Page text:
Assisted Living Wellness Programs Promote Senior Health and Fitness
Senior wellness takes center stage on May 27, National Senior Health and Fitness Day, and we’ve got some tips for helping your senior loved ones stay healthy and happy.
Wellness Programs Promote Senior Health and Fitness
Seniors and caregivers: Are you ready to get fit?
A wide range of organizations are holding special events today for the 22nd annual National Senior Health and Fitness Day 2015, including senior living communities. Billed as the nation’s largest annual health promotion event for older adults, National Senior Health and Fitness Day has one simple goal: to help keep older Americans healthy and fit by offering fitness activities and health fairs at over 1,000 locations throughout the country.
Of course, many of us are concerned with senior health and fitness every single day of the year. Appropriate senior nutrition, exercise and preventative health goes a long way toward keeping our loved ones strong, mentally sound, and illness and injury-free — whether they live in a senior community or with family caregivers.
Health and Wellness in Senior Living Communities
In assisted living and other types of senior communities, nutrition and fitness usually fall under the umbrella of Wellness Programs that target residents’ mental and physical health.
The Assisted Living Federation of America recently praised The Terraces of Phoenix, which has high participation in its wellness programs — and correspondingly low rates of falls and hospitalizations. Their program includes group fitness classes, personal training, and/or independent gym and pool use, and its goal is to improve strength, balance and ability to perform activities of daily living.
Many senior communities offer integrated health, nutrition and fitness services in their Wellness Programs, such as Silverado Highland Park senior living in Highland Park, Illinois, which includes Clinical Services, Nutrition, Fall Prevention and Diabetic Services as part of its care program. Their health maintenance services are overseen by a trained RN, and meals are planned with proper senior nutrition in mind: lots of whole grains, fruits and vegetables, and plenty of opportunities for hydration.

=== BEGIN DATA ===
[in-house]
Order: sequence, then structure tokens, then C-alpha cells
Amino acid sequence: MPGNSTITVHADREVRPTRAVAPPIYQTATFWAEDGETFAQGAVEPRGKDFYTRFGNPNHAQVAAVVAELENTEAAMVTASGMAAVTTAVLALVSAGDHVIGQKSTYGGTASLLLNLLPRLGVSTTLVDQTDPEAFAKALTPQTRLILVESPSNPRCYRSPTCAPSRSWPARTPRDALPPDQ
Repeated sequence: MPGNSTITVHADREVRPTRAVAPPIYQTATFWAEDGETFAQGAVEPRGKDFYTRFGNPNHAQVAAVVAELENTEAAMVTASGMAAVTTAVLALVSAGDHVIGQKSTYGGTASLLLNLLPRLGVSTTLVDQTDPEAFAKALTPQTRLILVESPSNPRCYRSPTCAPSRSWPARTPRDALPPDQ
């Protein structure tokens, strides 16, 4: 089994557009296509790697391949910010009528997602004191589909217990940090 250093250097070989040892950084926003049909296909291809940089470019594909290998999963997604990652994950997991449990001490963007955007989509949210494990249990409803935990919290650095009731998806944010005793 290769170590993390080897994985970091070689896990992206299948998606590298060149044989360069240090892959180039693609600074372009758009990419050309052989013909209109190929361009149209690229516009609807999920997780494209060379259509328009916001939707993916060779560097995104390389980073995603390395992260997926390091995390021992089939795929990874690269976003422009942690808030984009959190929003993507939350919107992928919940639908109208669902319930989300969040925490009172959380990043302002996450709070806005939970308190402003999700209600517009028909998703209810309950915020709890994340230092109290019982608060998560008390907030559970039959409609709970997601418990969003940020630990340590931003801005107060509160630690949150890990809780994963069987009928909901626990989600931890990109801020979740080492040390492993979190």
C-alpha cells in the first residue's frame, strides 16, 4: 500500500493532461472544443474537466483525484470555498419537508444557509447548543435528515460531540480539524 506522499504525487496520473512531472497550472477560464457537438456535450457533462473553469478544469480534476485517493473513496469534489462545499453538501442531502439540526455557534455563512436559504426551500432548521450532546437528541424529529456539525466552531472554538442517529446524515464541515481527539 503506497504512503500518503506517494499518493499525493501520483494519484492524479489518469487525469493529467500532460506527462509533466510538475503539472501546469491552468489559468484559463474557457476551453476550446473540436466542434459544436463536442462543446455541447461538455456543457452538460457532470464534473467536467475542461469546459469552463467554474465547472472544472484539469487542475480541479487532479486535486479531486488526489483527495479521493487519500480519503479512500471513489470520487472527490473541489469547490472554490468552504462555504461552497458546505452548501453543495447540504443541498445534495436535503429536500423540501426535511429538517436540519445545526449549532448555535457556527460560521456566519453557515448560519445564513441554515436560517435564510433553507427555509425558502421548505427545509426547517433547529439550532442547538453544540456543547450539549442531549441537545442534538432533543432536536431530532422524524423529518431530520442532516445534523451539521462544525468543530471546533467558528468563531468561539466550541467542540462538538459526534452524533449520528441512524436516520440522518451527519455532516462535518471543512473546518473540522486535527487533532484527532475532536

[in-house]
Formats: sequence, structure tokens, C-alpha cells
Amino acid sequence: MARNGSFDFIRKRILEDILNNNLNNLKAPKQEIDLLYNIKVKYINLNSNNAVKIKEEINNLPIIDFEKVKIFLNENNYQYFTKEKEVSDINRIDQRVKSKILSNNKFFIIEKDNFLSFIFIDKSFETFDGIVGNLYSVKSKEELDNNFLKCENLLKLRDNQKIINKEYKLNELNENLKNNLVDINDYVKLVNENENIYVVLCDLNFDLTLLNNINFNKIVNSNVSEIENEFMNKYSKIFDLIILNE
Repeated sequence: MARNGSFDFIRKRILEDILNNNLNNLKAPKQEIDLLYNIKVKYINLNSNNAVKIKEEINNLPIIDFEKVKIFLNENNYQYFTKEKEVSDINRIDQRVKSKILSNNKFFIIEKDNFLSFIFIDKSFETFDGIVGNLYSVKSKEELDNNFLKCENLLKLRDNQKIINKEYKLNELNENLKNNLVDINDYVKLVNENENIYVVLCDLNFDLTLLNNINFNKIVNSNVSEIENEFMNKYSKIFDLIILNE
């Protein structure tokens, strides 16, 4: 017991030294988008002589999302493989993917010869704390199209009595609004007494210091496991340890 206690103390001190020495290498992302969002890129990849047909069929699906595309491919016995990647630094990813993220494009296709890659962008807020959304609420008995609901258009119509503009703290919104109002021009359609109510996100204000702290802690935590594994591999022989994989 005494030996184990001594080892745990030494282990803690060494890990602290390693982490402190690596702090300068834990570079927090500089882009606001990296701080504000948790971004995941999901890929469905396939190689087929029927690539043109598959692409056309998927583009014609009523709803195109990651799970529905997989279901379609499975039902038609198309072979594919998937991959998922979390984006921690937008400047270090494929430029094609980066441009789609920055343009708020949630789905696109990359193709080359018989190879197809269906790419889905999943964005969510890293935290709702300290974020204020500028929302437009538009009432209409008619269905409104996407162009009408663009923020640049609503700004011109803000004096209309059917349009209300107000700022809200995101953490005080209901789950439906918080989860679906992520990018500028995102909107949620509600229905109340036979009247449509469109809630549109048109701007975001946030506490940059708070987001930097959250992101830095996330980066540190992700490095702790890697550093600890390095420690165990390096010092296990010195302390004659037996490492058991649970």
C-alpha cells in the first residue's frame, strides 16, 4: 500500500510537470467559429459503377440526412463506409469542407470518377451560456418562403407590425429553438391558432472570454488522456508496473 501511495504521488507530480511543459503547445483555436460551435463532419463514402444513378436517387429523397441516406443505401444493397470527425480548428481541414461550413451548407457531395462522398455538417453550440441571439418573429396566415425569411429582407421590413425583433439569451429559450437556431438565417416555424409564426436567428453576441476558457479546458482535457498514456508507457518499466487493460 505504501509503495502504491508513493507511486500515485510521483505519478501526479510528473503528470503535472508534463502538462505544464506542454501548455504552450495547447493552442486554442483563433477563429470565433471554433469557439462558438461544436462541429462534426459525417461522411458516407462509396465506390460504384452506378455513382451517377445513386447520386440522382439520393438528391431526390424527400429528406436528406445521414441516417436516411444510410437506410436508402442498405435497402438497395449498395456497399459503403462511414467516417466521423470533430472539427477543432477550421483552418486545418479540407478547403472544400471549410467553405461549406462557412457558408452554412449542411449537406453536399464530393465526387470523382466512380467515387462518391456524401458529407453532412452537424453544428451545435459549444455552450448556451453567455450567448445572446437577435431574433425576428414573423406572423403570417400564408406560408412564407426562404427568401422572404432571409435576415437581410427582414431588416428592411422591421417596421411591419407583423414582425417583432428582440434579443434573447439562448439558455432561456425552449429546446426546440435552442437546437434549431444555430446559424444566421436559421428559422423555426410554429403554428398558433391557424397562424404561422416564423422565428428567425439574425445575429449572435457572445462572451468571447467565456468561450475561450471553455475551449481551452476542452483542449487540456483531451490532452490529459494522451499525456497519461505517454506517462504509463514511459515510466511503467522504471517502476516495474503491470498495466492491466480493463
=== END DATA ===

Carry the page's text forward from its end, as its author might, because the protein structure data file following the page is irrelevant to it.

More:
As a result, they state, “we have few UTI’s (urinary tract infections), few blood pressure/blood sugar issues, and little weight loss.”
Senior Health and Fitness: A Checklist for Caregivers
Senior communities aren’t the only ones looking out for the health of older Americans — in fact, the Alzheimer’s Association reports that 80% of care is provided by unpaid caregivers, usually family members. It’s a challenging task, made even more complex by the fact that seniors have distinct nutritional needs, and experience a host of physiological changes that affect their overall health and fitness. Some of the basics family caregivers should have in their toolkit:
- Stay apprised of your loved one’s health status, including any mental or physical health conditions that may affect their diet or fitness level.
- Learn about dietary guidelines for older adults, such as the USDA food patterns or the U.S. Department of Health and Human Services DASH eating plan.
- Keep a list of vitamins and medications your loved one is taking — a physician can tell you whether you need to be careful of any food-drug interactions.
- Get informed about the benefits of exercise for seniors: NIHSeniorHealth has a wealth of resources for seniors on how and why to stay active.
- Stay alert to any changes to your loved one’s mental, emotional, or physical health so you can address problems as soon as possible.
Of course, for a more complete run-down on the basics of senior health and fitness for family caregivers, consult a physician or health care professional.
Do you or a loved one participate in National Senior Health and Fitness Day? How do you celebrate? Share your story with us in the comments below.
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